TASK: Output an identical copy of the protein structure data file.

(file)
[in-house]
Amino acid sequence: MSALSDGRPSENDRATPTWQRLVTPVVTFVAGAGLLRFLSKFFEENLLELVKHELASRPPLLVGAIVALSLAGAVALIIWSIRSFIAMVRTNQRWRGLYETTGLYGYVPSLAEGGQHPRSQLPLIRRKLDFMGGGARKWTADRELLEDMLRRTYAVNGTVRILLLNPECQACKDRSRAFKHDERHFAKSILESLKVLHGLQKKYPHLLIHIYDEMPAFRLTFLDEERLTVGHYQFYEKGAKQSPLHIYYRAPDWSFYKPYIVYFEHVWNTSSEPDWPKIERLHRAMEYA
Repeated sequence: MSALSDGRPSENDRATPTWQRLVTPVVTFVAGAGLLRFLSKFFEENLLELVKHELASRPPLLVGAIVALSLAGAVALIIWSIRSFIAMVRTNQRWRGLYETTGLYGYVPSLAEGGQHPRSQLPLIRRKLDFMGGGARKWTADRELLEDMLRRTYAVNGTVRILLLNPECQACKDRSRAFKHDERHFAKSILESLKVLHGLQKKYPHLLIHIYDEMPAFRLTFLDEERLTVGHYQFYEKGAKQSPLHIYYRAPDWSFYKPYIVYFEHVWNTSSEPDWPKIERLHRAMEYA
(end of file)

[in-house]
Amino acid sequence: MSALSDGRPSENDRATPTWQRLVTPVVTFVAGAGLLRFLSKFFEENLLELVKHELASRPPLLVGAIVALSLAGAVALIIWSIRSFIAMVRTNQRWRGLYETTGLYGYVPSLAEGGQHPRSQLPLIRRKLDFMGGGARKWTADRELLEDMLRRTYAVNGTVRILLLNPECQACKDRSRAFKHDERHFAKSILESLKVLHGLQKKYPHLLIHIYDEMPAFRLTFLDEERLTVGHYQFYEKGAKQSPLHIYYRAPDWSFYKPYIVYFEHVWNTSSEPDWPKIERLHRAMEYA
Repeated sequence: MSALSDGRPSENDRATPTWQRLVTPVVTFVAGAGLLRFLSKFFEENLLELVKHELASRPPLLVGAIVALSLAGAVALIIWSIRSFIAMVRTNQRWRGLYETTGLYGYVPSLAEGGQHPRSQLPLIRRKLDFMGGGARKWTADRELLEDMLRRTYAVNGTVRILLLNPECQACKDRSRAFKHDERHFAKSILESLKVLHGLQKKYPHLLIHIYDEMPAFRLTFLDEERLTVGHYQFYEKGAKQSPLHIYYRAPDWSFYKPYIVYFEHVWNTSSEPDWPKIERLHRAMEYA